with Lake views. The Gunbarrel Grill is the place to lunch overlooking
the Lake 2,000-feet below.
Heavenly’s South Shore at the gondola base
is like “vertical Vegas"– with casinos, chain hotels, and clubs so you can
après ski Tahoe style - dine, roll
the dice, drink and dance at 100 bars, .”
35-miles south of Heavenly is
Kirkwood, on Tahoe’s map with the highest base elevation affording it the
deepest, driest snow. Kirkwood’s location and double black diamond terrain thins
out the crowds. Kirkwood is known amongst experts for serious steep and deep
including the legendary “Wall.” Kirkwood has ample lower mountain terrain to
lure families to the 2,300-acre ski area.
saved mighty Squaw Valley for
last, the king of the western shore of Tahoe. This legendary resort retains its
history (the world’s first double chair in 1949) and international flavor, still
brandishing the 1960 Olympic cauldron, rings and flags throughout the
European-style ski village. Lake Tahoe may host the 2022 Winter Olympics,
sharing the ski and snowboard venues among the Tahoe ski resorts.
Squaw's 8,200-foot High Camp
offers an Olympic ice skating
rink, heated pool, hot tub and huge lodge overlooking the slopes and of course,
the ever blue and beautiful Lake Tahoe.
Squaw has something for everyone; swift lifts like the Funitel and Cable Car
emanate from the Village to mid-mountain where the tamest terrain is located –
ideal for learning families, and the Shirley Lake six-passenger lift. Experts will have a field day dropping into Squaw’s chutes,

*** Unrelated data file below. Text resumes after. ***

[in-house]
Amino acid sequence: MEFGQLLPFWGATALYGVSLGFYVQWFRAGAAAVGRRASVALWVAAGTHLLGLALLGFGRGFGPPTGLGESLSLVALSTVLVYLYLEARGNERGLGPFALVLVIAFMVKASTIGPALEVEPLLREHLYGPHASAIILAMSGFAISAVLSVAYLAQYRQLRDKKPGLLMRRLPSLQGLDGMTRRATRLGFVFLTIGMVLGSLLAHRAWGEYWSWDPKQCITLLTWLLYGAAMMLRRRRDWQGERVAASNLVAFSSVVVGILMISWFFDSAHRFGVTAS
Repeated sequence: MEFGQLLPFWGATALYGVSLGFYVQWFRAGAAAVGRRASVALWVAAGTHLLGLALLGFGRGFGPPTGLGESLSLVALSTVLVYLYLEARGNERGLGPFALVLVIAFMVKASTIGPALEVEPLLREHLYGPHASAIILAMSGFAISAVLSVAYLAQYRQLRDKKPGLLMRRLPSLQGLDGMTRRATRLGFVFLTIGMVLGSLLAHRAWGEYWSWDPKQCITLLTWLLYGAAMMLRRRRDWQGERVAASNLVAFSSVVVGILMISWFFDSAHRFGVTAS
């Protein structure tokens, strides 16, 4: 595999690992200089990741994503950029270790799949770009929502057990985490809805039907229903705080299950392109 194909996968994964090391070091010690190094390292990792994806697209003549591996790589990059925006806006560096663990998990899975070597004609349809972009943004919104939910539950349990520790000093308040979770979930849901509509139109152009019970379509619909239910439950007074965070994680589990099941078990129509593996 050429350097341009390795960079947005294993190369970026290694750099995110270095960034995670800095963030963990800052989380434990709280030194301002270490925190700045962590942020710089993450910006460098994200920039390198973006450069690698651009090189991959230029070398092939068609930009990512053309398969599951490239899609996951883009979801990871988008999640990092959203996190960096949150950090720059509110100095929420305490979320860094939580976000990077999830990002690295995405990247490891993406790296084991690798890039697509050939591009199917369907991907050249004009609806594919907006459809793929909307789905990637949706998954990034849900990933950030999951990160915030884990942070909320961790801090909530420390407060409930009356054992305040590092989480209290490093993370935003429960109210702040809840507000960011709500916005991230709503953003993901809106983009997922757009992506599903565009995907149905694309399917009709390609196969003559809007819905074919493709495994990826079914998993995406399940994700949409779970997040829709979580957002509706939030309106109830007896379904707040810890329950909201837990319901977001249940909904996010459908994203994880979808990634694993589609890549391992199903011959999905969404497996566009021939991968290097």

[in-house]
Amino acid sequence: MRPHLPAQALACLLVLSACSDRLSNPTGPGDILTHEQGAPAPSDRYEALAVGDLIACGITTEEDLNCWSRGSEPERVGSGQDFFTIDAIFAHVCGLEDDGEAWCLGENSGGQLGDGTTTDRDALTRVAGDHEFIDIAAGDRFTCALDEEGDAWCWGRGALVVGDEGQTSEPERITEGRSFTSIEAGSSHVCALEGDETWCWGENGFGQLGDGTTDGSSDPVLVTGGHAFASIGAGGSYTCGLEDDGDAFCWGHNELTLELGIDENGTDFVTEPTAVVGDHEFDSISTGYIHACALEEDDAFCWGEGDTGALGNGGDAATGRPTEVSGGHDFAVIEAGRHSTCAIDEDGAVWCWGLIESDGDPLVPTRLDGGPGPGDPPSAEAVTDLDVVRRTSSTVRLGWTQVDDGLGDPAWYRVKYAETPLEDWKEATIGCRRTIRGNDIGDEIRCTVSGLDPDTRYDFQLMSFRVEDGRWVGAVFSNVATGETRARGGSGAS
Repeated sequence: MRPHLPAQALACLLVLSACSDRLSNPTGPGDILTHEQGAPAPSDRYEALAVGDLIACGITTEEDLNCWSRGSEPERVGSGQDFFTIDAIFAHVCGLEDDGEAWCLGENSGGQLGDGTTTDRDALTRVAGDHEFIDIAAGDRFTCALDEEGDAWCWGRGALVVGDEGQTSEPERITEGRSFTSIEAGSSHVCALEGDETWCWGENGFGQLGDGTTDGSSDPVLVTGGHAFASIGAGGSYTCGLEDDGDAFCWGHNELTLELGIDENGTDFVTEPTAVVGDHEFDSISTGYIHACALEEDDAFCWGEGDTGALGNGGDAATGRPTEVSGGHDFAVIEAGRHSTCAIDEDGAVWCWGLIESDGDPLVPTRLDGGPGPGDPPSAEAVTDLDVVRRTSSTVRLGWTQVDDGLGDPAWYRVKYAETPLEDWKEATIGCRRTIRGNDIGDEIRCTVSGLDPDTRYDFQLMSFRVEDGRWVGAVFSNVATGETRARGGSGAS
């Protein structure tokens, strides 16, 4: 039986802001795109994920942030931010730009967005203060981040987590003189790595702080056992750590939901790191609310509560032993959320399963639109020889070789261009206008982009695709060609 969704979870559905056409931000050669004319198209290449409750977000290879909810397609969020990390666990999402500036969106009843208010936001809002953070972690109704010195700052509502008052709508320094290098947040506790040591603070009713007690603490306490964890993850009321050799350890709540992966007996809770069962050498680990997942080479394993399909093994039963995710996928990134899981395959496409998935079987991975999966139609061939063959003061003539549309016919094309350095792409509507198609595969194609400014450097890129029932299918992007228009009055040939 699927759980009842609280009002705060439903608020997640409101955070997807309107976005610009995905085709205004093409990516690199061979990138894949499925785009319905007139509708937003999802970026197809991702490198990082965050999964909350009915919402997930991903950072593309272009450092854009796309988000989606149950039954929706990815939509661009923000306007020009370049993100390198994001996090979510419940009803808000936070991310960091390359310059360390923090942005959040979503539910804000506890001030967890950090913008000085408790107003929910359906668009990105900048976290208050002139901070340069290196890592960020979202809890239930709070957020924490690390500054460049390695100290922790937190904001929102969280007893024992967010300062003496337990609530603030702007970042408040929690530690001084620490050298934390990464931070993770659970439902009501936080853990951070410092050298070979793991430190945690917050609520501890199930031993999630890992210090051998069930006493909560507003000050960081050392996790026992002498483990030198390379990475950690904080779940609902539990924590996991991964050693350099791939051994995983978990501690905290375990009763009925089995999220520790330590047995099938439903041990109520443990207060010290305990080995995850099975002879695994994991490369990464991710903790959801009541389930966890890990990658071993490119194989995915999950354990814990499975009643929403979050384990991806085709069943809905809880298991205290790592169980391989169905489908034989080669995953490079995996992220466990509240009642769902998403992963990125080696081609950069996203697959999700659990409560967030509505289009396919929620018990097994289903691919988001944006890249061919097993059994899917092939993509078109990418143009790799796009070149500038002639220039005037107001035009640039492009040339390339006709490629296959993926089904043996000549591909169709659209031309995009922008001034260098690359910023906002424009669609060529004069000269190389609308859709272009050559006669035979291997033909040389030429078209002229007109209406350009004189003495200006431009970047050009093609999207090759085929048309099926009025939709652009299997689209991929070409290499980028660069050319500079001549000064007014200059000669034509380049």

cornices and cliffs (featured in all the best ski films) from summit lifts
Headwall, Granite Chief, and the famous KT-22 – so called because it takes twenty-two kick
turns to ski the face.
only thing you won’t find at Squaw are trail names, each area amid the
4,000-acres is designated by its lift name and a green, blue or black diamond
rating (though Squaw plans to name the 200 plus runs in their 5 year $50 million
master plan). Squaw offers night skiing
– but the Village is equally enticing with boutiques, pubs and restaurants from
Irish pubs to Swiss Fondue, and a sushi bar.
Located just steps from the Cable Car, we lodged at the
PlumpJack Squaw Valley Inn,
a lovely property with a fun and funky decor owned by the former mayor of San Francisco.
Plumpjack is the best place for après ski
at the fireside bar, for a delicious dinner overlooking the steamy outdoor hot
tubs, and the best skiers’ breakfast in all of Squaw Valley.
tour of Tahoe revealed that each resort is unique, and worth several days
exploration. In fact, you could happily stay at Squaw, Heavenly, or Northstar as
one vertical vacation spot. And there are a dozen other ski areas we didn’t even
hit – so we obviously have to go back. I didn’t quite get my fill of west coast
sun and Sierra size snow.
Tips to ski Tahoe
Tahoe is getting serious snow right now, so go now to extend your ski season,
and transition from turtleneck to t-shirt tan. April vacation week should be
Fly into Reno or Sacramento airport, and rent a 4WD vehicle, The Tahoe Basin is
legendary for large snow dumps (up to 600-inches annually) and you want to be
able to make it to the mountains in snowy road conditions.
Travel clockwise around Lake Tahoe (72-miles total) affording uninterrupted
views of the brilliant blue water.
Drink lots of H2O, the arid western climate and the altitude are dehydrating.
Tahoe, meaning “lake of the sky” in Native American, is 6,200-feet above sea
level, one of the deepest lakes in world at 1,645-feet, so it never freezes and
retains its alluring blue hue.
Keep sunscreen and sunglasses on hand, and dress in layers, ready to shed.